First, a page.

Apprenticeship Levy needs careful reform

Mandy Crawford-Lee is chief executive for the University Vocational Awards CouncilMandy Crawford-Lee is chief executive for the University Vocational Awards Council
Mandy Crawford-Lee is chief executive for the University Vocational Awards Council
Change is needed but core principles and benefits of the levy must be protected

Scarcely a month goes by without businesses or political figures across Scotland demanding significant changes and reforms to the Apprenticeship Levy. But are these demands justified and are the original core principles and benefits of the levy being overlooked in the quest for change?

Introduced in 2017, the levy was designed to boost apprenticeship numbers in Scotland and the UK, incentivise increased training and invest in future workforces across an increasingly diverse array of sectors. In principle, increased investment in apprenticeships via the levy can only be a good thing, given they are proven to improve training quality, social mobility, tackle the skills gap felt across many industries and ultimately drive economic growth.

Hide Ad
Hide Ad

Unfortunately for many businesses across Scotland, the compulsory contribution of 0.5% to fund the levy - by employers with payroll costs of over £3m - was met with some understandable resistance. Since its introduction, it has been regarded as another form of business taxation and viewed even less favourably by those firms which pay the levy but don’t take on apprentices.

Apprenticeships need to be properly financedApprenticeships need to be properly financed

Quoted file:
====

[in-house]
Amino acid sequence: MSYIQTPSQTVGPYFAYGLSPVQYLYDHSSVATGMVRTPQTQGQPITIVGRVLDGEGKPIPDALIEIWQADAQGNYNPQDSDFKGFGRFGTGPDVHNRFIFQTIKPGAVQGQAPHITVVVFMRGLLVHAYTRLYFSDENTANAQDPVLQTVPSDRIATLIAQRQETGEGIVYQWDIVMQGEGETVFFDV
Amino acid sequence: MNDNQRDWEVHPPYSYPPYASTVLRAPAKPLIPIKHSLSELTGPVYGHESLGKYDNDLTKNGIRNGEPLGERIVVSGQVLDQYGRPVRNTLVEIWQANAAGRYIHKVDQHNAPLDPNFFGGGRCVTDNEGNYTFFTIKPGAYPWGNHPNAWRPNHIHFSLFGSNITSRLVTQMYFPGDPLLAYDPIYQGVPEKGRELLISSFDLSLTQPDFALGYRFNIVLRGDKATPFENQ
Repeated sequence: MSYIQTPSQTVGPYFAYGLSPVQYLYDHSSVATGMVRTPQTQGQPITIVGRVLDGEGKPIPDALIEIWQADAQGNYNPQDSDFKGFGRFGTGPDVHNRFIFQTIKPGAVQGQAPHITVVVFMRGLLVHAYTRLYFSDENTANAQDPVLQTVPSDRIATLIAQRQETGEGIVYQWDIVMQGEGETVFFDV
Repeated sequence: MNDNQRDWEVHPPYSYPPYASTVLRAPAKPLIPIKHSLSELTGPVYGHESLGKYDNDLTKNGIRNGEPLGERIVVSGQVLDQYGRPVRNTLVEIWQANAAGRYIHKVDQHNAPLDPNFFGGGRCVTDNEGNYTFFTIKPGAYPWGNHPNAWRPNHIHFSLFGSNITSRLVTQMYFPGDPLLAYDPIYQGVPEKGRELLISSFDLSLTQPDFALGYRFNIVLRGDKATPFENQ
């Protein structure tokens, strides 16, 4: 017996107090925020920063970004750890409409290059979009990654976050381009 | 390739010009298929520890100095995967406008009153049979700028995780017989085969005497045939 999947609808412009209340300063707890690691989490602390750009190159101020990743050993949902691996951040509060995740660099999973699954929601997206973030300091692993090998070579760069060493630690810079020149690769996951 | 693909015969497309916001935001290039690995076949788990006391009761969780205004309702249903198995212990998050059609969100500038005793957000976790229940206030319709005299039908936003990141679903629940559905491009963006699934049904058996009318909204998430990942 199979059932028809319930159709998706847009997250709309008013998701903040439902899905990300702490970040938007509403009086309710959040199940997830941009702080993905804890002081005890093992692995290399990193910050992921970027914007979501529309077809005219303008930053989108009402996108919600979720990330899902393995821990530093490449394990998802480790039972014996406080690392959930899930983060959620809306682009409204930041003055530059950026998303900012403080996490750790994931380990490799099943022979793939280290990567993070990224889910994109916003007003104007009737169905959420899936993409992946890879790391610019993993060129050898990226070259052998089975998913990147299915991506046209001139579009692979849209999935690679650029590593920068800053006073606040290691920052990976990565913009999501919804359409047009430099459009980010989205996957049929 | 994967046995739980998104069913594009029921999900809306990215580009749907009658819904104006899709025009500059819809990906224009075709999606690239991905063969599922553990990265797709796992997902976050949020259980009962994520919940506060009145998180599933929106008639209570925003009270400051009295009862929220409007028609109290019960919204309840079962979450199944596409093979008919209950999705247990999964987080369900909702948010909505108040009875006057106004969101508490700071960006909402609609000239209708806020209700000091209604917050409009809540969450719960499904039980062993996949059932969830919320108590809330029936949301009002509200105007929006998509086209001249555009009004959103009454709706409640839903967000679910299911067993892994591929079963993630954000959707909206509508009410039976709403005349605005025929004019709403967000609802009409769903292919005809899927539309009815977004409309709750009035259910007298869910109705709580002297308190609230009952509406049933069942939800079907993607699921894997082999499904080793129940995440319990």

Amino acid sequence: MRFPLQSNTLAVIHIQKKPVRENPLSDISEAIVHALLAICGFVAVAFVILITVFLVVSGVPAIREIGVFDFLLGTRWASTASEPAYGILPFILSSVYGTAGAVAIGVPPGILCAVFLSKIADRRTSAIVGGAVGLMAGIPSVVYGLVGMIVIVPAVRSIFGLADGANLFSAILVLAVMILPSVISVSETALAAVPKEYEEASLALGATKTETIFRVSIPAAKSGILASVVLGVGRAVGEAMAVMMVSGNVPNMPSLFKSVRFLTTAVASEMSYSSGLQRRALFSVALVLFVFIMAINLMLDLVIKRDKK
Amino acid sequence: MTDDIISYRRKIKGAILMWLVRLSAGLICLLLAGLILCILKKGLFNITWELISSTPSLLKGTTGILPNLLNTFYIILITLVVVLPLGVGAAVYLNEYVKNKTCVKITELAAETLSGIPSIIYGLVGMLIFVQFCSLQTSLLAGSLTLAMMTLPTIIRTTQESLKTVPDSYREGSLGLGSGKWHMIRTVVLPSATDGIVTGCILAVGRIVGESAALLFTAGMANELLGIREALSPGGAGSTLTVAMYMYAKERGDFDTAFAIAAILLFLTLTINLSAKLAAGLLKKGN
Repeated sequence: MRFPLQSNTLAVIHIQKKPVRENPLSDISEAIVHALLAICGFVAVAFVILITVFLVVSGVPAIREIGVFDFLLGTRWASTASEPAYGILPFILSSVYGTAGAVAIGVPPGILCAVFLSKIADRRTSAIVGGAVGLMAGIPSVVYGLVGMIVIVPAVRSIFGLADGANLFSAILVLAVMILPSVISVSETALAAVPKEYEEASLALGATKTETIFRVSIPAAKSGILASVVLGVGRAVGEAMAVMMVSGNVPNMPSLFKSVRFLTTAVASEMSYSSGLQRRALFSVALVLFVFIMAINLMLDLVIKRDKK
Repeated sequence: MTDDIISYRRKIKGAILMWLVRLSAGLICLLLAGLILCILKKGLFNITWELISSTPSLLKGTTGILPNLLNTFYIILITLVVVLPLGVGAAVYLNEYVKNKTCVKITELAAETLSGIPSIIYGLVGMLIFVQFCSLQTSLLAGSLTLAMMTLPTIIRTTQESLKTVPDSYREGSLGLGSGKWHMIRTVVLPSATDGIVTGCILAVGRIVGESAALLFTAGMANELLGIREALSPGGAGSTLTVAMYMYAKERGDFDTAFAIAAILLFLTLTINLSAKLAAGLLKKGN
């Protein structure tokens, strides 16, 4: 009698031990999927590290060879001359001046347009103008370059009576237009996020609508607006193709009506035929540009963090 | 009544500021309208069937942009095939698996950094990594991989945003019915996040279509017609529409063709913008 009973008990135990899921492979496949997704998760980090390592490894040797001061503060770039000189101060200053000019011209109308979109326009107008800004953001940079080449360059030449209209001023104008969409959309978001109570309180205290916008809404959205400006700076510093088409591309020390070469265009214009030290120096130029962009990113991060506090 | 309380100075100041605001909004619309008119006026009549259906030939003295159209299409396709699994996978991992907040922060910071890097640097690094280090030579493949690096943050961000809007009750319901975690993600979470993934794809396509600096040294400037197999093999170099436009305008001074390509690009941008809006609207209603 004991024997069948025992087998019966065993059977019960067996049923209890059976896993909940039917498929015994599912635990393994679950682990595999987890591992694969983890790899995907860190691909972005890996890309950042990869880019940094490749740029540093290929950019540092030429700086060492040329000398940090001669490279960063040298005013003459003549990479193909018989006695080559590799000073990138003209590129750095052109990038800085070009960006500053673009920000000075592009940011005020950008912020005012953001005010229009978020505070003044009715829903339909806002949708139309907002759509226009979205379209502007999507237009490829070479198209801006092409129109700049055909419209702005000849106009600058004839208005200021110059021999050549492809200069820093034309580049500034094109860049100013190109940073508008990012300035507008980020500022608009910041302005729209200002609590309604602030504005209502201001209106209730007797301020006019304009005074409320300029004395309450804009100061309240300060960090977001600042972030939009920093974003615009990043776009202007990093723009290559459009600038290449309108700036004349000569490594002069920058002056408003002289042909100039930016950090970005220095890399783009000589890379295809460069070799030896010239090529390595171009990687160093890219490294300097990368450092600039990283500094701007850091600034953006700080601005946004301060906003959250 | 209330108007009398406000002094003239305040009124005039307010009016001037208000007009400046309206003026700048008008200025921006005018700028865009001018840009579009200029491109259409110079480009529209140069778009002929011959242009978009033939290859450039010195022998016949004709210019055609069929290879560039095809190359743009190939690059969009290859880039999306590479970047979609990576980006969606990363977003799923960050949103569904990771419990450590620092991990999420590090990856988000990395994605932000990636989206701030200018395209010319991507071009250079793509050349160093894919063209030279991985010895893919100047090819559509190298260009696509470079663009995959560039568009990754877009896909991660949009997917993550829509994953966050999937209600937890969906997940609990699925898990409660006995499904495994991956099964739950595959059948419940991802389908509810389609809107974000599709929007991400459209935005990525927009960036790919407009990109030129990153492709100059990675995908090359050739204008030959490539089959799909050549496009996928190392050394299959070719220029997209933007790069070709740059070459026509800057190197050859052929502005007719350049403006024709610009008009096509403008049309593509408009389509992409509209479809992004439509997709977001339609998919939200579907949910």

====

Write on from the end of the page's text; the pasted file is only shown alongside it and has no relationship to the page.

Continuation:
Apprenticeships need to be properly financed

So, what benefits could reforms bring? There have been calls for the scope of the levy to be extended beyond apprenticeships. We’d always argue that it should first and foremost be used to fund them.

Another major stumbling block, widely viewed as in need of reform, is that any unused levy funds expire after 24 months and return to the Treasury, creating further employer dissatisfaction. Since its introduction, almost £2.7b of funds raised across the UK by the levy has been retained by or returned to the Treasury and not spent on apprenticeships.

If more levy funds are collected than are used to pay for apprenticeships, then excess funds should not be put back into the government’s coffers. Those excess funds could provide greater support and incentives for SMEs to engage with apprenticeships.

There is a danger that some of the suggested reforms go too far. For example, there have been numerous calls to restrict spending on certain types of apprenticeship and types of learner. This includes reducing employers’ use of levy funds on apprenticeships for older workers, for individuals earning above a certain salary, for employees with a degree, or for apprenticeships at higher levels. Such measures, if introduced, would cause havoc with the apprenticeship system, undermine its focus on productivity and social mobility, as well as severely restrict employers’ ability to develop the apprentices their organisations needed. Imagine the NHS not being able to use its levy payments to train a nurse simply because the individual had a history degree or was aged over 24.

There has even been calls for a graduate ban which would prevent levy funding being spent on young people pursuing a degree apprenticeship via Scottish universities and other higher education providers. This would be unthinkable and conflicts with our view that apprenticeships should always be available through an academic route.

It's clear to see that some degree of reform is needed but also clear that it should not be at the expense of diluting the levy’s original purpose and reducing apprenticeship support. We hope employers across Scotland are aligned on this issue and will continually defend the vital role apprenticeships play in the wider economy as an all age, all skills level programme.

Related topics:



Want to join the conversation? Please or to comment on this article.